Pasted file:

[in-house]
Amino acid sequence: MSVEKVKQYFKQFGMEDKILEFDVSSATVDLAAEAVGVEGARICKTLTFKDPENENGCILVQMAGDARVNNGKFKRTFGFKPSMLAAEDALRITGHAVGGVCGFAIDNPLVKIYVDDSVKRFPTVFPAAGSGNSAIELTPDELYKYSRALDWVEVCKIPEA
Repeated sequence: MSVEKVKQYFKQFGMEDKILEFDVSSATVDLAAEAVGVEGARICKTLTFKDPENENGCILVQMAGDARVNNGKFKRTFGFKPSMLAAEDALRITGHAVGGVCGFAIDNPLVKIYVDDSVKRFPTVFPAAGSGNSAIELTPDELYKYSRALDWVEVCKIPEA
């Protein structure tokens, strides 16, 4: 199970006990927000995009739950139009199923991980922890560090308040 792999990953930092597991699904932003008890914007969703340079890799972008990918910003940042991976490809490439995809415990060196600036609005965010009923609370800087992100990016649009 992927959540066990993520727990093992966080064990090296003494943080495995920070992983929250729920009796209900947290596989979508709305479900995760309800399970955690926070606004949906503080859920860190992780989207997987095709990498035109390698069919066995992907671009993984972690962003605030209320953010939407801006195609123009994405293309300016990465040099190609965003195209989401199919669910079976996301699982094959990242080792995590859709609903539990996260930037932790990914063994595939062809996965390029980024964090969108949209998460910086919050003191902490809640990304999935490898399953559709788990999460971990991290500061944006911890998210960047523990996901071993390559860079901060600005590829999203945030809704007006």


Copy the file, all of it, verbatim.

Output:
[in-house]
Amino acid sequence: MSVEKVKQYFKQFGMEDKILEFDVSSATVDLAAEAVGVEGARICKTLTFKDPENENGCILVQMAGDARVNNGKFKRTFGFKPSMLAAEDALRITGHAVGGVCGFAIDNPLVKIYVDDSVKRFPTVFPAAGSGNSAIELTPDELYKYSRALDWVEVCKIPEA
Repeated sequence: MSVEKVKQYFKQFGMEDKILEFDVSSATVDLAAEAVGVEGARICKTLTFKDPENENGCILVQMAGDARVNNGKFKRTFGFKPSMLAAEDALRITGHAVGGVCGFAIDNPLVKIYVDDSVKRFPTVFPAAGSGNSAIELTPDELYKYSRALDWVEVCKIPEA
């Protein structure tokens, strides 16, 4: 199970006990927000995009739950139009199923991980922890560090308040 792999990953930092597991699904932003008890914007969703340079890799972008990918910003940042991976490809490439995809415990060196600036609005965010009923609370800087992100990016649009 992927959540066990993520727990093992966080064990090296003494943080495995920070992983929250729920009796209900947290596989979508709305479900995760309800399970955690926070606004949906503080859920860190992780989207997987095709990498035109390698069919066995992907671009993984972690962003605030209320953010939407801006195609123009994405293309300016990465040099190609965003195209989401199919669910079976996301699982094959990242080792995590859709609903539990996260930037932790990914063994595939062809996965390029980024964090969108949209998460910086919050003191902490809640990304999935490898399953559709788990999460971990991290500061944006911890998210960047523990996901071993390559860079901060600005590829999203945030809704007006």